M: A lot of what painting is has been defined for me by the old masters and I make the paintings with pictorial strategies and even techniques, like underpainting in what the Dutch called a dead color layer, which I’ve taken from these artists. An important part of my work is bringing this long, slow, careful way of looking to bear on these places we’ve built to pass through quickly, places that are designed for you to get what you need and go, as opposed the architecture of say, the Palazzo Pitti in Florence. Dostoyevsky said that ‘looking forward we die too soon and looking back we die too late’. We spend a lot of our lives in this condition, this little existential sliver where we think about what we’ve done in the past or what we want to do in the future instead of being in the living moment; the places in the paintings are like architectural instantiations of this state of mind. Painting is a powerful form in its own way, ‘Landscape with a Stone Bridge’ by Rembrandt in the Rijksmueum in Amsterdam is the reason I didn’t go to graduate school for film. While film is a more socially powerful medium, there is something moving about the human scale of painting, and the actual touch of the artist in front of you, painting addresses being human in an intimate way that film can’t do in the same way. Painting and film are different forms, and the reason for making a painting needs to have something to do with what painting is. That said, I do like film as well and construct the paintings like one-frame movies, doing a grisaille in acrylic first to work out the composition, which functions like a storyboard, then building the set in the painting, lighting it and casting it, placing the figures where they will lead you through the painting the best.
example of underpainting technique Marc uses
C: I love your series of fast food trays, these paintings are worthy heirs of the great 17th century still life masters with a pop culture twist. How did you come up with the idea?
M: Merci! The first painting I did like this was of an in-flight meal, in and airplane, you’re trapped looking down at your meal, and I was interested in the viewer looking down at the meal, as you experience it, rather than looking at it from the side like a metaphor for landscape, I wanted it to be YOUR meal. Once I got started, I got caught up in the possibilities and have kept it going with only plans to expand.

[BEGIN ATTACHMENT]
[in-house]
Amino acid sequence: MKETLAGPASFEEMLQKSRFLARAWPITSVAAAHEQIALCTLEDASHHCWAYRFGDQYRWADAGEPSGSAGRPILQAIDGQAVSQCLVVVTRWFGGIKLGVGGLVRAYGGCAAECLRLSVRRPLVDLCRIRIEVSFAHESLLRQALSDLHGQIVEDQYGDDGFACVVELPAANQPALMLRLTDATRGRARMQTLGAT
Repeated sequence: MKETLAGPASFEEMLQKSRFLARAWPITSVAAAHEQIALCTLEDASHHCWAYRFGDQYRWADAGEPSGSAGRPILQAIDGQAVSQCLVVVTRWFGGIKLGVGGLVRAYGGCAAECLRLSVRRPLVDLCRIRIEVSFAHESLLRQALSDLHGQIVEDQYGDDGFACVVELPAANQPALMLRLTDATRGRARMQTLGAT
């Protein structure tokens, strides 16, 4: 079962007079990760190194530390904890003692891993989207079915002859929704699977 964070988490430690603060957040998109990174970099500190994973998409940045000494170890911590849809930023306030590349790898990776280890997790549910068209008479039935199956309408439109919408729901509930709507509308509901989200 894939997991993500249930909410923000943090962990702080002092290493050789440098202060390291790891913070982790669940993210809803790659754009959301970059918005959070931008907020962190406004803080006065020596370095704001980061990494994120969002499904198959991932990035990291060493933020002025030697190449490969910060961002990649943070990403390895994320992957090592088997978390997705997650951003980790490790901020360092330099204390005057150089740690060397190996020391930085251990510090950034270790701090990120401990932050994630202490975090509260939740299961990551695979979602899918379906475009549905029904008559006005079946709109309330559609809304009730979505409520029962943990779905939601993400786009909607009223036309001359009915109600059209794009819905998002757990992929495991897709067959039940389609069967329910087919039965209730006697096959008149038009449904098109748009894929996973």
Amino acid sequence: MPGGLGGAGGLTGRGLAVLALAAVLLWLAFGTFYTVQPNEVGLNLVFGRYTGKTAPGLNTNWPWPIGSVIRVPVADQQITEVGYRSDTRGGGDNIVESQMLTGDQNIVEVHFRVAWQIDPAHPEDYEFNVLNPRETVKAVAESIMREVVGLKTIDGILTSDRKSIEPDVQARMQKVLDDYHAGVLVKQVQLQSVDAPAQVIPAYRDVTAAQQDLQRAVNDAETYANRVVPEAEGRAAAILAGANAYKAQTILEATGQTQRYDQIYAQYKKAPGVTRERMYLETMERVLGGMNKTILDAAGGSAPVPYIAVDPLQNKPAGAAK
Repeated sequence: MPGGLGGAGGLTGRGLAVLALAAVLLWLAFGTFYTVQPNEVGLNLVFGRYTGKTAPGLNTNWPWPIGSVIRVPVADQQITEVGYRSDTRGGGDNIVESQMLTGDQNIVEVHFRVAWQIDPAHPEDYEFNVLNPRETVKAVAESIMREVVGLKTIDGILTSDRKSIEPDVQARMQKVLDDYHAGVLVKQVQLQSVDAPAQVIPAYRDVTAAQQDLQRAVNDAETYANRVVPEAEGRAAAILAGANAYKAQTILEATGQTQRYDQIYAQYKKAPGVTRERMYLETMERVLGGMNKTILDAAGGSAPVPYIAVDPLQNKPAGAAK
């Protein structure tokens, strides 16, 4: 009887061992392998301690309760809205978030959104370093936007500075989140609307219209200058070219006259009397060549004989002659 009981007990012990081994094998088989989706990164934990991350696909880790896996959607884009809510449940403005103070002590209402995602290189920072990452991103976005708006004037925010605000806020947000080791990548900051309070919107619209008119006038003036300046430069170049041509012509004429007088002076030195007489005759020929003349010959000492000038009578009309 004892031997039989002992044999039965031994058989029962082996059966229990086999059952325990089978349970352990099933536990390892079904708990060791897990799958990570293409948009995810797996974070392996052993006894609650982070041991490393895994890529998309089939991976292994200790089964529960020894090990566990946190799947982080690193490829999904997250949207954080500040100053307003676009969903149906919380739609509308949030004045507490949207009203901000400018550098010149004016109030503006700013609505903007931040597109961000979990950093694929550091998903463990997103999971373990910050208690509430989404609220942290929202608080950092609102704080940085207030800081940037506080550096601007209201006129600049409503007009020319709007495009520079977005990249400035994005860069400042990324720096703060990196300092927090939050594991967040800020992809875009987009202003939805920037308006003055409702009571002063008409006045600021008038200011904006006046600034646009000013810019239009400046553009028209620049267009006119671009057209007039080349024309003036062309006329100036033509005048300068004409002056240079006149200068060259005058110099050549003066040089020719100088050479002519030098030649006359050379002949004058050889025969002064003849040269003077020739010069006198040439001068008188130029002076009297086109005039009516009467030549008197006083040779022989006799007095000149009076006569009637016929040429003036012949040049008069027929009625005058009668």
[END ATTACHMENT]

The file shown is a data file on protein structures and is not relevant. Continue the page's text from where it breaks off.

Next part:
C: Taco bell or Burger King?
M: That’s a tough choice, although I have more distinct childhood memories of Taco Bell than Burger King, and for the pure visual variety of the menu, I’d have to go with Taco Bell. A lot of the things are almost a metaphor for paint- thick chunky beans, sour cream, fake cheese and hot sauce are all like different viscosities and colors of paint, which makes them a natural subject for oil painting.
Combo #8, 2010
C: What are your projects at the moment?
M: I tend to work within my larger area of investigation, which is this sort of North American purgatory, places that people don’t go to be there. The side projects, like the fast food still life paintings or the drive-thru paintings are subsets of that larger subject.
C: Who would you like to paint if you had to do a portrait?
M: It would make me nervous, but why not the Pope? Or maybe the Queen of England? I like this Pope, and there’s a great history of painters painting the Pope, although I would be setting myself for comparison with Velasquez, and he’s an aesthetically unimpeachable benchmark of what painting can do and be. I could become a footnote to Velasquez, which is how it actually works in art, you can’t ‘stand on the shoulders of giants’ as Newton said. Newton could stand on the shoulders of giants because science is cumulative, whereas art builds on precedent, but is not cumulative. So when you beg a comparison by doing something another artist has done, you run the risk of becoming a footnote. This question is timely to me, as I’m going to Rome this summer, and one of my students who also works as a journalist at a substantial publication asked if I’d like to meet the Pope. I said of course, how could I not be interested in an opportunity like that? I’m not sure if it will actually happen, but Rome is so staggeringly rich with art that I’m very excited to go either way. I have done a couple of portrait paintings, one of my friend David Simon, the best sculptor I know. I painted a portrait of him in his studio and he did a portrait bust of me in bronze. This led to another portrait trade with Sean Cheetham, who is the best portrait painter I know. I really liked the challenge of trading portraits with these artists. They have both done great self-portraits and know exactly what they look like, so the stakes were high for me to get it right. So, so far I’ve only done portraits of other artists as barter, David and Sean have both appeared in my other paintings as well
C: Is there any French personality or celebrity you like? Are interested in? Would like to meet?
M: Sophie Calle and Marion Cotillard come to mind right away, although I guess Cotillard is more of a proper celebrity. Which ones do you know? My wife and I consider the French way and style to be a good example, and we do get to Paris when we can. Can I choose from the dead and have lunch with Rosa Bonheur, Corot, Delacroix, Stendhal or Lautrec? There’s so many great French artists and writers that I’ve learned from and I have academic roots that go back to France. My teacher Andrew Forge at Yale’s teacher was William Coldstream, whose teacher was William Tonks, whose teacher was Ingres, whose teacher was Jacques Louis-David. No pressure, right?
Chek out more of his work here
5901 Douglas Avenue
14522 Burbank Boulevard